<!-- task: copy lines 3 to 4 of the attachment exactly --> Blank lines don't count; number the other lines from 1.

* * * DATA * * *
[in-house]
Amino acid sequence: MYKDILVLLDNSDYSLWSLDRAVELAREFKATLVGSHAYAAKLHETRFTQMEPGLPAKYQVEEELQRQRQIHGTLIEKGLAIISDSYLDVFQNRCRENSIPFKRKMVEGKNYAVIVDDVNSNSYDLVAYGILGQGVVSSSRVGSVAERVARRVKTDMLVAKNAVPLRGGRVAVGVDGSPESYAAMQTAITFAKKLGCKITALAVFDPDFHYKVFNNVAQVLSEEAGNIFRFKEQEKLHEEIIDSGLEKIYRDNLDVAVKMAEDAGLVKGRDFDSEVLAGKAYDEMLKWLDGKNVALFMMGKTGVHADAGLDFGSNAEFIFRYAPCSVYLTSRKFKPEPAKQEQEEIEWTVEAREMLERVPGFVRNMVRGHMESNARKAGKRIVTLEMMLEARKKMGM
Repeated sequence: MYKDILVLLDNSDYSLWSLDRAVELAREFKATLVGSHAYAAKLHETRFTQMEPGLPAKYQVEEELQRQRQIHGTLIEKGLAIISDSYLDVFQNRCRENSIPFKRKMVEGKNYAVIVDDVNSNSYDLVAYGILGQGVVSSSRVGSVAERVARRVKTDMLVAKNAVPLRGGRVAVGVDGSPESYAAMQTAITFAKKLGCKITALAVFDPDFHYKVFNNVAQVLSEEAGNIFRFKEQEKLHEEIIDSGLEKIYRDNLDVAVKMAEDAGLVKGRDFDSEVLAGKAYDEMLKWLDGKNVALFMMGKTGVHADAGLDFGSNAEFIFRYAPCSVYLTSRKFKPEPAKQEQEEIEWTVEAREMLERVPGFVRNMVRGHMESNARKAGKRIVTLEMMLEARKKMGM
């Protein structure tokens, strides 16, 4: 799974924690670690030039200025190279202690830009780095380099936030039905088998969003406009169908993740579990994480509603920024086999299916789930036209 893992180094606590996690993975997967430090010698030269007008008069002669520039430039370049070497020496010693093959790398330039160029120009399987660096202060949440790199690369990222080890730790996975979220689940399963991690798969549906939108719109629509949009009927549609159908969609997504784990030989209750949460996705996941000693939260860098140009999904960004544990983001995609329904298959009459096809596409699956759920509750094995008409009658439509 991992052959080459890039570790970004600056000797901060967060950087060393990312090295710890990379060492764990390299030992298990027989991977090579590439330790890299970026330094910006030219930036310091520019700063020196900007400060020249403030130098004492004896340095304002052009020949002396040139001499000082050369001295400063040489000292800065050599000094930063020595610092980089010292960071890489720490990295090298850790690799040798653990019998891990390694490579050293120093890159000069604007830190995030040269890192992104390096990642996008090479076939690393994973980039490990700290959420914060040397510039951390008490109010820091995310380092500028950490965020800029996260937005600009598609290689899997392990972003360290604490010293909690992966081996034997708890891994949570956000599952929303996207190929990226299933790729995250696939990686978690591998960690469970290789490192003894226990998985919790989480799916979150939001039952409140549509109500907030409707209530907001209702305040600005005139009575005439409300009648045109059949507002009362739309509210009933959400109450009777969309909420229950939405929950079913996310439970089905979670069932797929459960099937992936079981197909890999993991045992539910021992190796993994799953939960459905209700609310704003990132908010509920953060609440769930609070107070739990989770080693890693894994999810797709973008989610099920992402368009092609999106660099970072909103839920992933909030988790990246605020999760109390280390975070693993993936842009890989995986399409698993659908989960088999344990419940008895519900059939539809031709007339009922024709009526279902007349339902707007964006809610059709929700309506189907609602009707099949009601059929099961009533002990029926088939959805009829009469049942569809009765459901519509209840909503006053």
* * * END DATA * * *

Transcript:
Repeated sequence: MYKDILVLLDNSDYSLWSLDRAVELAREFKATLVGSHAYAAKLHETRFTQMEPGLPAKYQVEEELQRQRQIHGTLIEKGLAIISDSYLDVFQNRCRENSIPFKRKMVEGKNYAVIVDDVNSNSYDLVAYGILGQGVVSSSRVGSVAERVARRVKTDMLVAKNAVPLRGGRVAVGVDGSPESYAAMQTAITFAKKLGCKITALAVFDPDFHYKVFNNVAQVLSEEAGNIFRFKEQEKLHEEIIDSGLEKIYRDNLDVAVKMAEDAGLVKGRDFDSEVLAGKAYDEMLKWLDGKNVALFMMGKTGVHADAGLDFGSNAEFIFRYAPCSVYLTSRKFKPEPAKQEQEEIEWTVEAREMLERVPGFVRNMVRGHMESNARKAGKRIVTLEMMLEARKKMGM
């Protein structure tokens, strides 16, 4: 799974924690670690030039200025190279202690830009780095380099936030039905088998969003406009169908993740579990994480509603920024086999299916789930036209 893992180094606590996690993975997967430090010698030269007008008069002669520039430039370049070497020496010693093959790398330039160029120009399987660096202060949440790199690369990222080890730790996975979220689940399963991690798969549906939108719109629509949009009927549609159908969609997504784990030989209750949460996705996941000693939260860098140009999904960004544990983001995609329904298959009459096809596409699956759920509750094995008409009658439509 991992052959080459890039570790970004600056000797901060967060950087060393990312090295710890990379060492764990390299030992298990027989991977090579590439330790890299970026330094910006030219930036310091520019700063020196900007400060020249403030130098004492004896340095304002052009020949002396040139001499000082050369001295400063040489000292800065050599000094930063020595610092980089010292960071890489720490990295090298850790690799040798653990019998891990390694490579050293120093890159000069604007830190995030040269890192992104390096990642996008090479076939690393994973980039490990700290959420914060040397510039951390008490109010820091995310380092500028950490965020800029996260937005600009598609290689899997392990972003360290604490010293909690992966081996034997708890891994949570956000599952929303996207190929990226299933790729995250696939990686978690591998960690469970290789490192003894226990998985919790989480799916979150939001039952409140549509109500907030409707209530907001209702305040600005005139009575005439409300009648045109059949507002009362739309509210009933959400109450009777969309909420229950939405929950079913996310439970089905979670069932797929459960099937992936079981197909890999993991045992539910021992190796993994799953939960459905209700609310704003990132908010509920953060609440769930609070107070739990989770080693890693894994999810797709973008989610099920992402368009092609999106660099970072909103839920992933909030988790990246605020999760109390280390975070693993993936842009890989995986399409698993659908989960088999344990419940008895519900059939539809031709007339009922024709009526279902007349339902707007964006809610059709929700309506189907609602009707099949009601059929099961009533002990029926088939959805009829009469049942569809009765459901519509209840909503006053």